College Tuition Is Expensive Enough, Let Alone the Textbooks

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Final exams
were coming, but I still could not afford the textbook for Botany
100. I was bagging groceries to pay college tuition and thought
I could navigate freshman year just by being attentive in class.

With nothing
to cram from, I made my way to the library. But finding no botany
texts in the stacks, I checked out the autobiography of Gregor Mendel,
the “father” of genetics, whose field had been the major
emphasis of Dr. Baker, my instructor.

So while my
classmates were poring over the graphs and study questions in the
textbook, I lay on my bed, reading about Mendel’s childhood
illnesses, his interest in plants, and his stream of consciousness
musings.

When I finally
got to Mendel’s experiments growing green peas, I was pretty
into it, having accompanied him on his “journey” since
Day 1.

“You received
a perfect score on the genetics section,” said Dr. Baker. “That’s
never happened.”

I was no science
genius. The D earned later in zoology confirmed that fact.

But acing the
test made me wonder: Were textbooks necessary? Could students succeed
while saving money, using free resources from the library, or from
life?

I revisited
that question after landing a teaching job at a Chicago public high
school. My third year, we had a teachers strike; in my eighth, the
city textbook fund went broke, so I was left to improvise for my
128 pupils in freshman English.

For literature
and vocabulary, we harvested readings from free trial subscriptions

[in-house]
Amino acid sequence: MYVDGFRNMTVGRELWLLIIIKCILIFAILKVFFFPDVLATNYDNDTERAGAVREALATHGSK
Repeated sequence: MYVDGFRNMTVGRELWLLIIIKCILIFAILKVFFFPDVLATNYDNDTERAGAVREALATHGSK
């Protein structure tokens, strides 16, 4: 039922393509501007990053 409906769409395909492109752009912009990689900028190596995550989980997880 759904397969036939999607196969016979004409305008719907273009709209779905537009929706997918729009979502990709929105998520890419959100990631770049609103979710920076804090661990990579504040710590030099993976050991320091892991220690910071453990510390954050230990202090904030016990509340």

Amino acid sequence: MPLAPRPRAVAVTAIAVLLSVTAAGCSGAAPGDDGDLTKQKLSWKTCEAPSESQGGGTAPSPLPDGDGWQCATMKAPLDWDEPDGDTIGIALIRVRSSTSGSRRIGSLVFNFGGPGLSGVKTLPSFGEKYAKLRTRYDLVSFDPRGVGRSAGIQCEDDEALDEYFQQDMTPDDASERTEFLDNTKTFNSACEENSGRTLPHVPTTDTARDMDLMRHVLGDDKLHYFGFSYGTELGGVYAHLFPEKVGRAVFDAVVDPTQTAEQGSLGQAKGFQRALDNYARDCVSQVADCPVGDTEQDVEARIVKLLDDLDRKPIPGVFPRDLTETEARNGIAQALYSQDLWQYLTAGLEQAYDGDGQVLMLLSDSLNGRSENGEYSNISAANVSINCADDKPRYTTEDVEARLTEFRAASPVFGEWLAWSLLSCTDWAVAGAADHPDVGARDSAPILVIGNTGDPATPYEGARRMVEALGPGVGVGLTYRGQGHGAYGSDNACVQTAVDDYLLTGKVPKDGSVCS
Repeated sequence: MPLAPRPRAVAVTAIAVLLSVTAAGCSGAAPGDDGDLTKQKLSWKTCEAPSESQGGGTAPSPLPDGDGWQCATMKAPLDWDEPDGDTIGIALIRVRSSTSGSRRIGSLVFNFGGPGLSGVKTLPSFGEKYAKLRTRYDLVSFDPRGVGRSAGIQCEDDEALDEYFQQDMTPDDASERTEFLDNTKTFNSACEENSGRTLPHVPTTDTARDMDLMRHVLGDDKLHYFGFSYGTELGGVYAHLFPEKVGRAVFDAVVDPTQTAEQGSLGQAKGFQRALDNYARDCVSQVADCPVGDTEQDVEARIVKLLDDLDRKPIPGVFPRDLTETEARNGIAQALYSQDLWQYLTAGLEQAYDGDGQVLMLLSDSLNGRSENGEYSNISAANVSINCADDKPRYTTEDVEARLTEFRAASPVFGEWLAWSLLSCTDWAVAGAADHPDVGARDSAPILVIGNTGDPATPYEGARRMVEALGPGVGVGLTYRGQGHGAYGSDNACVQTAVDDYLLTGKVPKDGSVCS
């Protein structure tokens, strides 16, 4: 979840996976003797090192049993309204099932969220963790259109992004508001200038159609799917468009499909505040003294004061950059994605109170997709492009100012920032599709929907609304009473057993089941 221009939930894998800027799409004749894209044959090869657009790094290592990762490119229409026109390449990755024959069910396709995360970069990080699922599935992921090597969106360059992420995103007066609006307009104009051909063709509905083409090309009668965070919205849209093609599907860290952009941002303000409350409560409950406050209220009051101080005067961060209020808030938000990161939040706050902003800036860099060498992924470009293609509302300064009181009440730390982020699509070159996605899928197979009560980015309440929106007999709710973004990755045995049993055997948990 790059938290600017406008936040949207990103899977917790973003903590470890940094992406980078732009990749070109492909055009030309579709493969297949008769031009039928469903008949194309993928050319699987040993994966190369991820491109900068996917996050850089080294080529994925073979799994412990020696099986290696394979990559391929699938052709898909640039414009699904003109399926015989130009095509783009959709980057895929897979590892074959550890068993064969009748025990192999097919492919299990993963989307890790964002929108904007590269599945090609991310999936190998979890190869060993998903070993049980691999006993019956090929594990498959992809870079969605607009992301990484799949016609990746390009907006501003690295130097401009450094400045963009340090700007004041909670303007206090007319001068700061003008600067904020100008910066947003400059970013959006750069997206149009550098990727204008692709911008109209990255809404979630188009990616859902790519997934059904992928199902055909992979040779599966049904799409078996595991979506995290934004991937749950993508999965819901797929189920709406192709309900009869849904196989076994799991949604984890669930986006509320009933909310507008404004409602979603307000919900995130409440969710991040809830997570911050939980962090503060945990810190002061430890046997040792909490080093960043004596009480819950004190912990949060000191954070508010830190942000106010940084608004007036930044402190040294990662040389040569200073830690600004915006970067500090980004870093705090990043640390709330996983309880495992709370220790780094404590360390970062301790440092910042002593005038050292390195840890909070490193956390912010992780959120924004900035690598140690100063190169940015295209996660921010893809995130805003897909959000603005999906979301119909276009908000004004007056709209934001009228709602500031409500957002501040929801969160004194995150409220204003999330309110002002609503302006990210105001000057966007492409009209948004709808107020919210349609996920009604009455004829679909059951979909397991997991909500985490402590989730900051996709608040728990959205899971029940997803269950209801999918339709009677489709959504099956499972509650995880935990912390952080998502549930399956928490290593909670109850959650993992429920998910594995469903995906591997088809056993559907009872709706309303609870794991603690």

to Scholastic Magazine. For grammar and writing, I composed
my own work sheets, drills, and sample essays for distribution.

Initially,
it was a ton of work. But there was a side benefit: Students were
more attentive to the up-to-date stories and screenplays in the
magazine. And they liked my “customized” usage exercises
even better: Tyrone (laid, lay) in front of the TV, watching Walter
Peyton beat the Washington Redskins.

I reflected
on all of this last week, when my college writing students said
the bookstore was charging a whopping $72 for our text.

Delia, who
is a sophomore, sought to reassure me that English was among the
bargains on her book list, which included texts for Psychology 2012,
$95; Art 1201, $106.75; and Biology 1005, $200.50.

How can this
be, when the bestselling hardcovers average only $25 at Amazon.com
or Barnes & Noble?

A US Government
Accounting Office report shows that textbook prices rose 40 percent
between 2002 and 2007, and 186 percent between 1986 and 2004, so
that a college student’s annual book bill averages $900!

Read
the rest of the article

March
16, 2010

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